Ashley Spivey, an alum of the “Bachelor” franchise, has shared the heartbreaking news of a stillbirth after having suffered a miscarriage last year. In a series of stories posted to her Instagram account, Spivey said her preborn son, CJ, had died in utero very late in her pregnancy.
“I don’t want anyone to worry too much so I just wanted to give some insight into the worst day of our life,” she wrote. “This morning the dr appt [sic] was great — we could hear his heartbeat — it was very strong. The doctor asked if CJ was moving around a lot but I said he had kinda slowed down in the past week.” Spivey said CJ usually kicked a lot, and that it was a bonding moment she had loved sharing with her little boy. Her doctor assured her it was probably nothing, but sent her to the hospital just to be safe.
Sadly, CJ didn’t make it. “Once I got [to the hospital] they were having trouble finding the heartbeat so they did two ultrasounds with two different doctors,” she continued. “[B]ut the result was the same. CJ died sometime between my dr [sic] visit and hospital visit. I’ve received an epidural and pitocin in hopes that I will be able to deliver him relatively quickly. I am very sad and very scared but more than anything I am just completely heartbroken. I feel like a failure. I am going to try to get some sleep and tomorrow I will get to meet my sweet CJ. I’m so sad that I couldn’t protect him.”
She added that she didn’t know what she would do without the support of her husband, Steve Hunsberger.
Later, Spivey updated that CJ was delivered on Thanksgiving Day. “Like his namesake, my dad, he was taken too early from us, his death a result of the cord being wrapped around his neck,” she said. “He was absolutely beautiful with my eyes and dark hair and Steve’s nose and lips.”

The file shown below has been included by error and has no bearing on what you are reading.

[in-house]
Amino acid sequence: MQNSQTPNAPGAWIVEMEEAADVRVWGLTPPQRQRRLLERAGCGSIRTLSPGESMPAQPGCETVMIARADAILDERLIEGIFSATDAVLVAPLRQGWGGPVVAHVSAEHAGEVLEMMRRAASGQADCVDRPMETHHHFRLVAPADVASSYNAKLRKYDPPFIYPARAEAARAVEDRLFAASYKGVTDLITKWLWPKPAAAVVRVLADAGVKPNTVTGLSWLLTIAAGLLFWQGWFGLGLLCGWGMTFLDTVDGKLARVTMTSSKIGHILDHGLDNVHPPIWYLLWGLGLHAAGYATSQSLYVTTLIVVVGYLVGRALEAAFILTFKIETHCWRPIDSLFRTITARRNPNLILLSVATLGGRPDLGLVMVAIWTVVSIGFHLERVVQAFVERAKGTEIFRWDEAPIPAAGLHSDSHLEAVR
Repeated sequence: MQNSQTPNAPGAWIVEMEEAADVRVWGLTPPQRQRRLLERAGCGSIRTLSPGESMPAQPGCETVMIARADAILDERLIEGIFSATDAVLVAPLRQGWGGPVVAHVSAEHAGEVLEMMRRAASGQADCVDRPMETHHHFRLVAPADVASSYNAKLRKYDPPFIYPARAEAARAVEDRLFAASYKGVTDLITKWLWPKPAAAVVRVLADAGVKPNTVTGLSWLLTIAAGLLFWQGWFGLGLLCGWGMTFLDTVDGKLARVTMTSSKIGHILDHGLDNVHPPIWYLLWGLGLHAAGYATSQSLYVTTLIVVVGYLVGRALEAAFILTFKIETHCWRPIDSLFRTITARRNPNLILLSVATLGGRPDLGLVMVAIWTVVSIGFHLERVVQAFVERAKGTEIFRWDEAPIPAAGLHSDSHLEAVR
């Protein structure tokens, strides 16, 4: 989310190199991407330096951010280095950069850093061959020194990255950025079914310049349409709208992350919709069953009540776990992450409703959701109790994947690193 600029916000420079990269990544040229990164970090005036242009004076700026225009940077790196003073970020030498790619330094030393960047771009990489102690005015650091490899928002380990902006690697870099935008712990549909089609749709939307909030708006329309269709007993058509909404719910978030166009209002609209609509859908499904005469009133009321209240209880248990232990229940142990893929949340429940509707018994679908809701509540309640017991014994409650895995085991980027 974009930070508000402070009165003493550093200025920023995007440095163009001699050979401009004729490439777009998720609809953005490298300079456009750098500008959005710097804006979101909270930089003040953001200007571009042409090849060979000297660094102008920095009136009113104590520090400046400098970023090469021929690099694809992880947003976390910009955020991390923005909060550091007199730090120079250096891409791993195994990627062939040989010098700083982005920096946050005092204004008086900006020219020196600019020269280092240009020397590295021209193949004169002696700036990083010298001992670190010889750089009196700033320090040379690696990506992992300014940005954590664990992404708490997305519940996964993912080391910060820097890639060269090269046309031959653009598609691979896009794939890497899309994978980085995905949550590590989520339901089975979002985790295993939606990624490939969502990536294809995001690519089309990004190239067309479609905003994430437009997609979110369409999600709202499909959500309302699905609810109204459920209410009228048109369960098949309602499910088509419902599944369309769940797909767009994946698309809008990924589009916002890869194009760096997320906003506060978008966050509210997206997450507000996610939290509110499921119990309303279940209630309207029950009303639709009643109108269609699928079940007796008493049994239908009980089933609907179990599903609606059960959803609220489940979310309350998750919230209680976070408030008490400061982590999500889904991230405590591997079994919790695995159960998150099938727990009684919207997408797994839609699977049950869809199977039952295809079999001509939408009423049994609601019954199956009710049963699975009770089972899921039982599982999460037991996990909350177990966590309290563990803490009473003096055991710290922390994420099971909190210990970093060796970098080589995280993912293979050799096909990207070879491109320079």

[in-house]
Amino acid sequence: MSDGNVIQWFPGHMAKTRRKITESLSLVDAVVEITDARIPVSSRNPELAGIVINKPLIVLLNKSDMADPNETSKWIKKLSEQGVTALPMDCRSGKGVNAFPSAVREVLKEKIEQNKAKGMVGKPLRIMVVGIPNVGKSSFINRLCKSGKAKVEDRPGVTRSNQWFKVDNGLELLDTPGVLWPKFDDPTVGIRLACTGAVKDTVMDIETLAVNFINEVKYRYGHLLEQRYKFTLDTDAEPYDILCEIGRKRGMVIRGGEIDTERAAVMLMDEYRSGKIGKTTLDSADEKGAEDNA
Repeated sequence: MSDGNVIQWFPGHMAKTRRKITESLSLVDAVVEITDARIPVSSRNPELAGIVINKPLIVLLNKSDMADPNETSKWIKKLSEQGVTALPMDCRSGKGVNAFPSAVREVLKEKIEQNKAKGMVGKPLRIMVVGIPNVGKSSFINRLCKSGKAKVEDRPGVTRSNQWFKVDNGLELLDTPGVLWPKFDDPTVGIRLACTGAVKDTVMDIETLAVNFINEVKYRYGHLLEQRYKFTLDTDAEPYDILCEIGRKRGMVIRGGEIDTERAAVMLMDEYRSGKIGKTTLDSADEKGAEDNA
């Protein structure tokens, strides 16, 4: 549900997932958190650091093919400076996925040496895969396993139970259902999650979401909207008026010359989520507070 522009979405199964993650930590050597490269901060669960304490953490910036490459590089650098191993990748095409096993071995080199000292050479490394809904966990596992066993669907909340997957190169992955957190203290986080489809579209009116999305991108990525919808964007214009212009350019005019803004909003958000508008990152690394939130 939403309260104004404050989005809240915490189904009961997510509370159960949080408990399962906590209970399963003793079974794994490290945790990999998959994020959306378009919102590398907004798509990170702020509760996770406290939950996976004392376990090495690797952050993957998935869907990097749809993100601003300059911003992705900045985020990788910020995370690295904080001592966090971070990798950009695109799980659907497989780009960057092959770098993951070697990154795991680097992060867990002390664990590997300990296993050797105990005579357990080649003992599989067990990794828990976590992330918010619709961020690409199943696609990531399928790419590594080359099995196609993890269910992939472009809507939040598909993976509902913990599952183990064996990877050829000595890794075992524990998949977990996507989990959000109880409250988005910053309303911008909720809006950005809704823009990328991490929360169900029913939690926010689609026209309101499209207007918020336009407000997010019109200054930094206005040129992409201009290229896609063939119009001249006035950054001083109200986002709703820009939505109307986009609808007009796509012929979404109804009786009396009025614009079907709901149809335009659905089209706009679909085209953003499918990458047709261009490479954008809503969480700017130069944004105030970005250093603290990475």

“This is not the type of post that I could ever imagine sharing but I want CJ to be as real to y’all as he was to me and Steve,” she wrote on Instagram. “I am in complete shock that I am at home and my baby is no longer with us. I cannot describe the pain of growing someone inside of you, feeling them die, and then having to push them out of your body. In labor, I knew I had to get him out but there was a part of me that wanted to keep him inside of me forever. The past 3 days have been unimaginably cruel and sad.”
She added that she had never imagined something like this would happen, and says how happy she would have been had he survived. “Looking into sweet CJ’s face destroyed me – how will I not be able to see him grow up?” she continued. “I will never be able to fill this void. The hole in my heart will be impossible to repair.”
Thankfully, Spivey said the staff at the hospital honored her loss compassionately.
“Every nurse was so kind and wanted to take pictures of CJ with us,” she said. [T]hey told us it was important and I agree. I know these pictures might be hard to look at but this is the only time I will ever be able to share him. He may no longer be with us but I am proud of him. I am proud of him for fighting. I wish I could have kept him safe.”
Spivey previously discussed her struggles with infertility earlier this year in an emotional message on Instagram. “I’m approaching the year anniversary of my miscarriage and I feel even farther away from mom goals than I did back then,” she said, adding, “It seems like a cruel joke to make the nanny who loves kids more than anything, infertile, but also I also feel insanely rude complaining about this when people have much bigger problems than this right now.”
According to the Centers for Disease Control and Prevention, approximately 1 in 8 women struggle to get pregnant or carry a pregnancy to term. Additionally, one in 100 pregnancies end in stillbirth, while one in 10 babies are born prematurely. Many people suffer these losses silently, but the bravery of people like Spivey in sharing their stories helps to end the stigma of pregnancy loss, a little at a time.
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